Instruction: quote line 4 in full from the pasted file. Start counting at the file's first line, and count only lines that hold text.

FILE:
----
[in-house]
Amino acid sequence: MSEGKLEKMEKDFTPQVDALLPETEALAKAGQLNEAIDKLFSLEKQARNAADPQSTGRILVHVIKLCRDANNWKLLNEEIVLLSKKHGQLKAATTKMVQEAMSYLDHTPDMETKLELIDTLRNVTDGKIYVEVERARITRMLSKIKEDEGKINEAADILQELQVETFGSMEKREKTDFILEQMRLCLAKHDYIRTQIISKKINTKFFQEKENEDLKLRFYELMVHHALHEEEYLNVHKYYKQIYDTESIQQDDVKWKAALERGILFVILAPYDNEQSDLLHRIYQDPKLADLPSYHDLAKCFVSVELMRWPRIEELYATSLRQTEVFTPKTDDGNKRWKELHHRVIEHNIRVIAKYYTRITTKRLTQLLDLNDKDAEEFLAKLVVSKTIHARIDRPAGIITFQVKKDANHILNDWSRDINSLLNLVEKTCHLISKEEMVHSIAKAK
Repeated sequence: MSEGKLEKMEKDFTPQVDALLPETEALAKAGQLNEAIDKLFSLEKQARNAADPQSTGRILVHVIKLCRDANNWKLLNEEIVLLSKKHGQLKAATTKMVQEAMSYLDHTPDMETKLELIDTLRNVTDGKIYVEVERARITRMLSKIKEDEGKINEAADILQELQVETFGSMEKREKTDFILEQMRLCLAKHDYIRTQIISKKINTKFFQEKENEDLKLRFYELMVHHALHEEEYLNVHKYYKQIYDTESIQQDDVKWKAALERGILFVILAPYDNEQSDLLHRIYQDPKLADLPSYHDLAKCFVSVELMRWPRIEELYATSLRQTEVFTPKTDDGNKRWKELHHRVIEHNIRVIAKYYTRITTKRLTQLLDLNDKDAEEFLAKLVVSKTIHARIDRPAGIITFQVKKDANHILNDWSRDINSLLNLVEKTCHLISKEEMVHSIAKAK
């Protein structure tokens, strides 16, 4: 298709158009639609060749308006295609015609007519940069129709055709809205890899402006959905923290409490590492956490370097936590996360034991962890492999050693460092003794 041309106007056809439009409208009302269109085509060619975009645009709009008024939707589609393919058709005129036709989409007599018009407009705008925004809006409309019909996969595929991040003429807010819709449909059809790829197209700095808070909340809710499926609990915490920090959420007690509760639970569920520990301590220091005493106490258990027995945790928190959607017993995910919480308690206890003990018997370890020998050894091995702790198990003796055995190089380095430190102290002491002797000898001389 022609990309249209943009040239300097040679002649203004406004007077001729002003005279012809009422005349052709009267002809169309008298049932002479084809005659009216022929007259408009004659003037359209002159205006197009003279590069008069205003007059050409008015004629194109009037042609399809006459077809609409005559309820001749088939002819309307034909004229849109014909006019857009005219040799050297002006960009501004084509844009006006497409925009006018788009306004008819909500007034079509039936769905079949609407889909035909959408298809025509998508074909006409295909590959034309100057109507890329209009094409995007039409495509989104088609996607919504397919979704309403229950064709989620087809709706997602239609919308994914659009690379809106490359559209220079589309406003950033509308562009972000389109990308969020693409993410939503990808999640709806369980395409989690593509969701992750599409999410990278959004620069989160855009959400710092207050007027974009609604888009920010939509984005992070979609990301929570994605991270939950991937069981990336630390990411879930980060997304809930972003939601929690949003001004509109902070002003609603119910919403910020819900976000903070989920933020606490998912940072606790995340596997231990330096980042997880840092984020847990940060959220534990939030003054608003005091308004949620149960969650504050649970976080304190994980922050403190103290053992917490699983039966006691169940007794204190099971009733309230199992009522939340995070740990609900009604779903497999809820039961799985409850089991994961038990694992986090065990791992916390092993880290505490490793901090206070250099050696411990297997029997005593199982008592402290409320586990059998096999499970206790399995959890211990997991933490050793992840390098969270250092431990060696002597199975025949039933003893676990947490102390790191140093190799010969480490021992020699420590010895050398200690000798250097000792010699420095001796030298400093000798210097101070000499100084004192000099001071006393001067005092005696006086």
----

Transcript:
């Protein structure tokens, strides 16, 4: 298709158009639609060749308006295609015609007519940069129709055709809205890899402006959905923290409490590492956490370097936590996360034991962890492999050693460092003794 041309106007056809439009409208009302269109085509060619975009645009709009008024939707589609393919058709005129036709989409007599018009407009705008925004809006409309019909996969595929991040003429807010819709449909059809790829197209700095808070909340809710499926609990915490920090959420007690509760639970569920520990301590220091005493106490258990027995945790928190959607017993995910919480308690206890003990018997370890020998050894091995702790198990003796055995190089380095430190102290002491002797000898001389 022609990309249209943009040239300097040679002649203004406004007077001729002003005279012809009422005349052709009267002809169309008298049932002479084809005659009216022929007259408009004659003037359209002159205006197009003279590069008069205003007059050409008015004629194109009037042609399809006459077809609409005559309820001749088939002819309307034909004229849109014909006019857009005219040799050297002006960009501004084509844009006006497409925009006018788009306004008819909500007034079509039936769905079949609407889909035909959408298809025509998508074909006409295909590959034309100057109507890329209009094409995007039409495509989104088609996607919504397919979704309403229950064709989620087809709706997602239609919308994914659009690379809106490359559209220079589309406003950033509308562009972000389109990308969020693409993410939503990808999640709806369980395409989690593509969701992750599409999410990278959004620069989160855009959400710092207050007027974009609604888009920010939509984005992070979609990301929570994605991270939950991937069981990336630390990411879930980060997304809930972003939601929690949003001004509109902070002003609603119910919403910020819900976000903070989920933020606490998912940072606790995340596997231990330096980042997880840092984020847990940060959220534990939030003054608003005091308004949620149960969650504050649970976080304190994980922050403190103290053992917490699983039966006691169940007794204190099971009733309230199992009522939340995070740990609900009604779903497999809820039961799985409850089991994961038990694992986090065990791992916390092993880290505490490793901090206070250099050696411990297997029997005593199982008592402290409320586990059998096999499970206790399995959890211990997991933490050793992840390098969270250092431990060696002597199975025949039933003893676990947490102390790191140093190799010969480490021992020699420590010895050398200690000798250097000792010699420095001796030298400093000798210097101070000499100084004192000099001071006393001067005092005696006086």